Claire Collins
Claire Collins

16.38 31 Jan 2020


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Tomas Clancy reviews Bride Valley Vineyards, Bella Rosa, English Sparkling Wine, Dorset 2014 and Domaine Les Heritiers Saint Genys, Santenay Blanc, AC Santenay 2016

Bride Valley Vineyards, Bella Rosa, English Sparkling Wine, Dorset 2014

Pricing : €59.95

Available : Good independent off licences and wine shops nationwide

Today, the 31st of January is Brexit Day, after almost 50 years, the UK is leaving the EU, but of course in physical reality, the UK is going nowhere and this is seen most physically through the lens of English Wine.

This really very excellent wine  is made in county Dorset around about 25 miles from the small village of Kimmeridge, the village giving its name to the rocky sub soil, the limestone bowl on which all of southern England sits.

This bowl of limestone is almost 1000km in diameter and runs from south of London across Champagne, to the east of Paris and down to Chablis and to Sancerre in the Loire.

The white chalky soils of this massive basin are famously cut open by the channel as it is called in England or La Manche as it is called in France and the White Cliffs of Dover are the chalky reveal.

England and Europe are one rocky entity once you begin to even scratch the surface.

Wine writers in England, often the most outlooking of people are also huge lovers of Europe, Stephen Spurrier, the owner and founder of Bride Valley is one such wine writer.

He is one of the most revered and spent the 1970s building bridges to French culture and to the newly emerging global wine culture.

He lived in Paris, and devised and held what Time Magazine called the most important wine tasting contest in history, The Judgement of Paris in 1976 which was a contest between French and Napa wines, won by an Irishman, owner of Napa’s Chateau Montelena.

Spurrier knows wine and wanted to bring French culture and joy to the UK, he has found soils nearly identical to Champagne, they are simply an extension of the same chalky sub soils and he has planted Chardonnay, Pinot Noir and Pinot Meurnier in Dorset, in a suntrap natural amphitheatre.

Using the same grapes, techniques, soils and wine making techniques he has produced one of English wines finest offerings.

This is the Rose, with 80% Pinot Noir is opulent, fruity and delicate. Fully ripe Chardonnay, around 10% brings just a blush of toasty, wholemeal biscuit tones and there is a fine, lifted, snappy finish. A delight and a reminder that a large part of the UK remains EU focussed in their heart and ambition and they have put down European roots and when they embrace that European culture as here, glorious things may yet develop and continue.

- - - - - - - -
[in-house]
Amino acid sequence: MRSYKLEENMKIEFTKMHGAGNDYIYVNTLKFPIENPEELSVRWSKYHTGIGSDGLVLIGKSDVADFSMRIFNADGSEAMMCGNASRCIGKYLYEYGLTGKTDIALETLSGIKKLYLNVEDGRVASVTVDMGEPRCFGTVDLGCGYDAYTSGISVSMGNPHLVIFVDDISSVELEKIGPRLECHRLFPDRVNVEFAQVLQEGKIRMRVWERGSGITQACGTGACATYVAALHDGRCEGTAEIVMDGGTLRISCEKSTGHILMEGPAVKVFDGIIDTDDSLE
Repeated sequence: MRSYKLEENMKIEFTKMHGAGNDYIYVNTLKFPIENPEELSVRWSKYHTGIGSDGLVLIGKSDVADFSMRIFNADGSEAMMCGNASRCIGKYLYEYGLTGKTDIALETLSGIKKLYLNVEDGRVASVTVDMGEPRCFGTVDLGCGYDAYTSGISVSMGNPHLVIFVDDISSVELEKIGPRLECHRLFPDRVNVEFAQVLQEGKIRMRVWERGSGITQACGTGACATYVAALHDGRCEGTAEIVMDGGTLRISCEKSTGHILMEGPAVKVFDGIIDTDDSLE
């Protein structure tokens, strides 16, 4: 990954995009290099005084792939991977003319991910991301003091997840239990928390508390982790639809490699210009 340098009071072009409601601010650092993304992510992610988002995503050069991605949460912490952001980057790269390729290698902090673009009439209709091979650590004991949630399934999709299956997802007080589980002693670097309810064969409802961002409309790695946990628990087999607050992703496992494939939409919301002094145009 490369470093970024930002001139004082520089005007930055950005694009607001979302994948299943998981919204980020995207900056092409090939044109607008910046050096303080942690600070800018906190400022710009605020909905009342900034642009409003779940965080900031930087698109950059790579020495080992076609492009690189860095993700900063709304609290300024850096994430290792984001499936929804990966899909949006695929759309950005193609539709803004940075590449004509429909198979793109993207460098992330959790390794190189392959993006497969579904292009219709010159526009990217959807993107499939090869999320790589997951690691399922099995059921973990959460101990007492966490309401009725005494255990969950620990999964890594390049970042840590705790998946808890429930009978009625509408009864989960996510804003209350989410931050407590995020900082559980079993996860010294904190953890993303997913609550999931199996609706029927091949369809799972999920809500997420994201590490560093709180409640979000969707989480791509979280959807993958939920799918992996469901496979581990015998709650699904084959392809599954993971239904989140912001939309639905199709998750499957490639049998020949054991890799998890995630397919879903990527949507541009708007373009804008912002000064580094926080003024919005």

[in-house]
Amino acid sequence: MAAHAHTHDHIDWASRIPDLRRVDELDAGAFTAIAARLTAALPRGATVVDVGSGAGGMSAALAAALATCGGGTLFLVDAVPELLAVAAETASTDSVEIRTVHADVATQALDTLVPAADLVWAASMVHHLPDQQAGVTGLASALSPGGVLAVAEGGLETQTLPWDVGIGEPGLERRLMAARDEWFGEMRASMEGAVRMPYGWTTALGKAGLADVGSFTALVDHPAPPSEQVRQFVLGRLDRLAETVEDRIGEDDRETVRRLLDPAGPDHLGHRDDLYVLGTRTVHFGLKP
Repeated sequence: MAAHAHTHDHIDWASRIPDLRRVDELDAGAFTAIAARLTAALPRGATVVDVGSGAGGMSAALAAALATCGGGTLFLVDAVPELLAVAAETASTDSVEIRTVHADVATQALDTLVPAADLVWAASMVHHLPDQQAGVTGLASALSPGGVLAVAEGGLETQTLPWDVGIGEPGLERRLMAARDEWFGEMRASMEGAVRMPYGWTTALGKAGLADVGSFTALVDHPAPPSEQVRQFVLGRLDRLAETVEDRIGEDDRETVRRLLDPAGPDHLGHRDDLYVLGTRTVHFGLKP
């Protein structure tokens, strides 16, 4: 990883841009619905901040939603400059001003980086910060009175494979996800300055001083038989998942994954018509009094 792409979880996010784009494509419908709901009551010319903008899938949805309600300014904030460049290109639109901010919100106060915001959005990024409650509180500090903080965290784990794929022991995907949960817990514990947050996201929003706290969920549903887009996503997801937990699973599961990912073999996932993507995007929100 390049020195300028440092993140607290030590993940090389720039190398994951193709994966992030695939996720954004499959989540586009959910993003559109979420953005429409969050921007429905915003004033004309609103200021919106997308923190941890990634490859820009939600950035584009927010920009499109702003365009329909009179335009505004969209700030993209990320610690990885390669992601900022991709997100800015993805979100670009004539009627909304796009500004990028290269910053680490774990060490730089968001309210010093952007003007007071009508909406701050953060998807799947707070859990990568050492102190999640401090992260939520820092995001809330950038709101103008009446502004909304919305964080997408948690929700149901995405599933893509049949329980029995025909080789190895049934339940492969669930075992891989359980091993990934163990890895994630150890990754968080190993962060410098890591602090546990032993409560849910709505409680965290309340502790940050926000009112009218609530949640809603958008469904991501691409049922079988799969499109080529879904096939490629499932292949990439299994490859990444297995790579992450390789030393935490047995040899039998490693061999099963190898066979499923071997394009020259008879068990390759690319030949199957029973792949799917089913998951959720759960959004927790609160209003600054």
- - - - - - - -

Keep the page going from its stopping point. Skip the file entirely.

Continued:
Domaine Les Heritiers Saint Genys, Santenay Blanc, AC Santenay 2016

Pricing :  €35

Available :  Independent Wine Shops and Off Licences nationwide

This wine is from the heart of the Cote D’Or in Burgundy. All too often wine lovers find themselves looking the village, region or nation next door to the iconic heartland of say Burgundy as here.

We can enjoy the wines of Macon, or New Zealand’s fine Pinot Noir, almost like a Burgundy or California’s, Oregon’s or Australia’s great Chardonnay so, reminiscent of Burgundy, but sometimes it is a joy and a revelation to go back and actually taste heartland Burgundy again.

In this case from vineyards in Santenay, by a producer from neighbouring appellation and tiny village, Chassagne-Montrachet. The winery here is comparatively new and has acquired vineyards across southern Burgundy, vinifying them in the contemporary fashion, eschewing pesticides, hand harvesting and generally working in a sustainable and reasoned way.

Their youthfulness and less famous profile offers as in this wine a comparatively cheaper way into tasting across appellations where the bottles are often twice and three times the price. It is far from cheap but these 1000 year old vineyards have been fought over by Dukes and Kings and owned by the powerful and wealthy since the Romans first planted vines here. The vineyards and the wines are the blueprint on which the rest of the world operates and compares themselves too.

This example from 2016 is warm, full bodied and complex with layers of nutty, toasty brioche and melting butter lushness. It has a warm, evolving finish with a savoury lip-smacking edge.

In most weeks we look at wines close to or like the Cote D’Or because the offer an evocative similar experience

 

 

 

 

 


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